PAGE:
Home video market slows Lionsgate Q3

Home video market slows Lionsgate Q3

TORONTO -- Vancouver-based Lionsgate, the company behind the Oscar-nominated "Crash," on Friday cited timing issues and a soft home entertainment market to explain a shrinking fiscal third-quarter profit and its second fiscal-year guidance downgrade in three months.

Management said investors should look for a recovery in fiscal 2007 on the strength of Lionsgate's upcoming release slate and benefits from recent theatrical product like "Saw II."

Lionsgate CEO Jon Feltheimer said his company's continuing revenue from recent successes would reach into the first half of fiscal 2007, producing a $100 million swing in operating cash flow in the coming fiscal year.

"However, as our industry continues to move through an inflection point in advance of new revenue streams from high-definition DVD, electronic sell-through and other new technologies, we are experiencing continued softness in most areas of family home entertainment and direct-to-video titles which is offsetting gains in our other businesses," Feltheimer warned as Lionsgate recorded a fiscal third-quarter profit decline of 6.3% on Thursday on higher production and marketing costs.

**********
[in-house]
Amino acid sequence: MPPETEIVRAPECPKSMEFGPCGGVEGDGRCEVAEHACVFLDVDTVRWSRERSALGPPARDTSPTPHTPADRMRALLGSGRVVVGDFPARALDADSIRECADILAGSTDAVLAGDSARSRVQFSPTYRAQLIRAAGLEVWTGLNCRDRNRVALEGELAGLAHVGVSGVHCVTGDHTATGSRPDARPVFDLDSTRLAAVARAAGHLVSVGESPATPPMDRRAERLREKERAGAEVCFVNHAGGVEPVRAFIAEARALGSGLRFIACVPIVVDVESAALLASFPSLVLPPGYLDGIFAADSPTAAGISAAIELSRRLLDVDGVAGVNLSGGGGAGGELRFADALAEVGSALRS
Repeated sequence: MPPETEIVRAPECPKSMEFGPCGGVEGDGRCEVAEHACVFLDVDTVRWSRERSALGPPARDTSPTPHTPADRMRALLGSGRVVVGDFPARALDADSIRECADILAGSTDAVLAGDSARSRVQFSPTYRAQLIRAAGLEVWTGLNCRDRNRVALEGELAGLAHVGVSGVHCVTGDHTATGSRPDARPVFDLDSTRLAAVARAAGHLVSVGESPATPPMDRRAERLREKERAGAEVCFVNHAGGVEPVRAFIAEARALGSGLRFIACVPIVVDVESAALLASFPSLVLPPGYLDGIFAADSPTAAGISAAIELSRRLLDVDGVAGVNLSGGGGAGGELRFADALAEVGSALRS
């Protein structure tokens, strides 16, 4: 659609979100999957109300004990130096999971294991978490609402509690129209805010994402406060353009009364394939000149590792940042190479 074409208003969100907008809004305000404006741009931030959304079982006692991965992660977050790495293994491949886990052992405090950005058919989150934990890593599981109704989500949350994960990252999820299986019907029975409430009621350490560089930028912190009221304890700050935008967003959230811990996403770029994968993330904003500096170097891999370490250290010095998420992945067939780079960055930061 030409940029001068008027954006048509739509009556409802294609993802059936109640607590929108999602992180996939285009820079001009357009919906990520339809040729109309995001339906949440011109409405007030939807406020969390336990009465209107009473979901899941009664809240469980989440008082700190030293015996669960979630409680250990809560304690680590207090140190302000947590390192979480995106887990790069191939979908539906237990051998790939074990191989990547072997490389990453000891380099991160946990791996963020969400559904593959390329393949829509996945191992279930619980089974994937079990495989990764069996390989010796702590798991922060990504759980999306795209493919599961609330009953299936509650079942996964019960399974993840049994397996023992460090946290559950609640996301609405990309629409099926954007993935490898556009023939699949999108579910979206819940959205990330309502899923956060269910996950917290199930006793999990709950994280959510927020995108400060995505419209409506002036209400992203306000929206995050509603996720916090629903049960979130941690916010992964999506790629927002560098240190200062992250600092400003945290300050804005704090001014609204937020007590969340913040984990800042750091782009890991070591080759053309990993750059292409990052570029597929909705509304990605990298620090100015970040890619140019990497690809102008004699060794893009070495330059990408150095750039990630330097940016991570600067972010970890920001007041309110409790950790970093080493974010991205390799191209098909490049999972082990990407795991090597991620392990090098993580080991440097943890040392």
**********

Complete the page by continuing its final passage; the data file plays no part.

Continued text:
Addressing analyst concerns, Lionsgate vice chairman Michael Burns insisted annual free-cash-flow of about $100 million was sustainable going forward if about 18 theatrical releases each year combined to generate at least $300 million in domestic boxoffice.

Shares in Lionsgate pulled back sharply during early-morning trading on the Toronto Stock Exchange, before stabilizing in the afternoon. The stock finished the week at CAN$9.86 ($8.55), down 2.7%, from Thursday's close.
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